The subpolar gyres of the Southern Ocean form an important dynamical link between the Antarctic Circumpolar Current (ACC) and the coastline of Antarctica. Despite their key involvement in the production and export of bottom water and the poleward transport of oceanic heat, these gyres are rarely acknowledged in conceptual models of the Southern Ocean circulation, which tend to focus on the zonally averaged overturning across the ACC. To isolate the effect of these gyres on the regional circulation, we carried out a set of numerical simulations with idealized representations of the Weddell Sea sector in the Southern Ocean. A key result is that the zonally oriented submarine ridge along the northern periphery of the subpolar gyre plays a fundamental role in setting the stratification and circulation across the entire region. In addition to sharpening and strengthening the horizontal circulation of the gyre, the zonal ridge establishes a strong meridional density front that separates the weakly stratified subpolar gyre from the more stratified circumpolar flow. Critically, the formation of this front shifts the latitudinal outcrop position of certain deep isopycnals such that they experience different buoyancy forcing at the surface. Additionally, the zonal ridge modifies the mechanisms by which heat is transported poleward by the ocean, favoring heat transport by transient eddies while suppressing that by stationary eddies. This study highlights the need to characterize how bathymetry at the subpolar gyre–ACC boundary may constrain the transient response of the regional circulation to changes in surface forcing.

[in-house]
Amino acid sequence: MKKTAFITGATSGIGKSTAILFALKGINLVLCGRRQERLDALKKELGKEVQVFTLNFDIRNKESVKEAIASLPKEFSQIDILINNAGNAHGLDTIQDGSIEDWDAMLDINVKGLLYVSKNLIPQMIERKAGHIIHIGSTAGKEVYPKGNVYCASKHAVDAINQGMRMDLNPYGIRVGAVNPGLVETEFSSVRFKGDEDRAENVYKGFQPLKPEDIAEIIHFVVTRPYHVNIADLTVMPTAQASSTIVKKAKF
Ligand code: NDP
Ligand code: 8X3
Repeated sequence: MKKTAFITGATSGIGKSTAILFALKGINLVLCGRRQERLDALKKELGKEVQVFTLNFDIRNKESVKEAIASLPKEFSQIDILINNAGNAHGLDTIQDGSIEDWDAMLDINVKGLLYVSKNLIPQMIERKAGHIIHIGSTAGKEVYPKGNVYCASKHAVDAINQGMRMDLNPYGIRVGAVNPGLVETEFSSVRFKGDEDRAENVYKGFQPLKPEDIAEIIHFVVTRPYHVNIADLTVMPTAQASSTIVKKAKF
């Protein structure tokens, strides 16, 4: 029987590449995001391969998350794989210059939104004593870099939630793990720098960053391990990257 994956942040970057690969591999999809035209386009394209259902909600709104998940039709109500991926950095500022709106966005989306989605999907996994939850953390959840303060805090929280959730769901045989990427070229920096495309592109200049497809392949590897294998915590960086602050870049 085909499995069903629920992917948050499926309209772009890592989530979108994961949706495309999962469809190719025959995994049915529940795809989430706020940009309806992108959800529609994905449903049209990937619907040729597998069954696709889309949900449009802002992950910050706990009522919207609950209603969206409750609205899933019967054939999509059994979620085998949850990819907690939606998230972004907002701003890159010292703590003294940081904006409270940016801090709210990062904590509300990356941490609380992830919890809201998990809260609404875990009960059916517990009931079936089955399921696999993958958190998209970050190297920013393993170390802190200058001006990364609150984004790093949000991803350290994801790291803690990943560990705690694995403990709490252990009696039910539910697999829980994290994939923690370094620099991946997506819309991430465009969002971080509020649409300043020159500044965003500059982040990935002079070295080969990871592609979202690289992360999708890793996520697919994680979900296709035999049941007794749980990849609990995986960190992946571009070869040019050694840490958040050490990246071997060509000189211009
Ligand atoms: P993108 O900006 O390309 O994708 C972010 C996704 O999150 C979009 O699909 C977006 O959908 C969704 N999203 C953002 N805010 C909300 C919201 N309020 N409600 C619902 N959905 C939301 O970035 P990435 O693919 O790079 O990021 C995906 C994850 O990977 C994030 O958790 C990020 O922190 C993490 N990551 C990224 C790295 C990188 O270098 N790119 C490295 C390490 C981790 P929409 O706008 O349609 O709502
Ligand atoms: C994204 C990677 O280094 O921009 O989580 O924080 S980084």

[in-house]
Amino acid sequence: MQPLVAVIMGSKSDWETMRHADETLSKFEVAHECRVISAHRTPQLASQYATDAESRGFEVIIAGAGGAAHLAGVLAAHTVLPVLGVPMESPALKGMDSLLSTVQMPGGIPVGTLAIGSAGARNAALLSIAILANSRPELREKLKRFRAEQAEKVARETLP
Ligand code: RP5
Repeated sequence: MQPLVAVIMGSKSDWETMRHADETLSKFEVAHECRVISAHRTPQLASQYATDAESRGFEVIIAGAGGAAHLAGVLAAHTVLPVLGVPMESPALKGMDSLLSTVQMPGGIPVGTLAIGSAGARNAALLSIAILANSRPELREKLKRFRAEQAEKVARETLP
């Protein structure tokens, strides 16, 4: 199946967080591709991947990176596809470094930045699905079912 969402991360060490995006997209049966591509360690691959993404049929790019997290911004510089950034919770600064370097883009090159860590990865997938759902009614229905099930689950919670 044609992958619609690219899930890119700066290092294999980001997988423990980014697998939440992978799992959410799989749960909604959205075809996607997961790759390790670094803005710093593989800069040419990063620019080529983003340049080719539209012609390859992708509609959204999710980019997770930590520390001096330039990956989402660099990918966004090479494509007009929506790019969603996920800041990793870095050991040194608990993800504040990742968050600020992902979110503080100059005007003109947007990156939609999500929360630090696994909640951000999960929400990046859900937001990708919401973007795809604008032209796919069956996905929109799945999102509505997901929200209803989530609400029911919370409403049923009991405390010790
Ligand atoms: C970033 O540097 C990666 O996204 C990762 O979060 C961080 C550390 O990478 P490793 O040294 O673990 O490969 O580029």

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Lim W-I, Park H-S, Stewart AL, Seo K-H. Suppression of Arctic sea ice growth in the Eurasian-Pacific Seas by winter clouds and snowfall. Journal of Climate [Internet]. 2022;35 :669-686. Publisher's VersionAbstract
The ongoing Arctic warming has been pronounced in winter and has been associated with an increase in downward longwave radiation. While previous studies have demonstrated that poleward moisture flux into the Arctic strengthens downward longwave radiation, less attention has been given to the impact of the accompanying increase in snowfall. Here, utilizing state-of-the-art sea ice models, we show that typical winter snowfall (snow water equivalent) anomalies of around 1.0 cm, accompanied by positive downward longwave radiation anomalies of ∼5 W m−2, can cause basinwide sea ice thinning by around 5 cm in the following spring over the Arctic seas in the Eurasian–Pacific seas. In extreme cases, this is followed by a shrinking of summer ice extent. In the winter of 2016/17, anomalously strong warm, moist air transport combined with ∼2.5-cm increase in snowfall (snow water equivalent) decreased spring ice thickness by ∼10 cm and decreased the following summer sea ice extent by 5%–30%. This study suggests that small changes in the pattern and volume of winter snowfall can strongly impact the sea ice thickness and extent in the following seasons.
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Stewart AL. Physical oceanography: Warming spins up the Southern Ocean. Nature Climate Change [Internet]. 2021;11 :1022-1024. Publisher's VersionAbstract
Eastward flow in the Southern Ocean is the primary conduit between ocean basins. A comprehensive study of multi-decadal observational records and model experiments reveals that warming in the upper ocean is causing this flow to accelerate.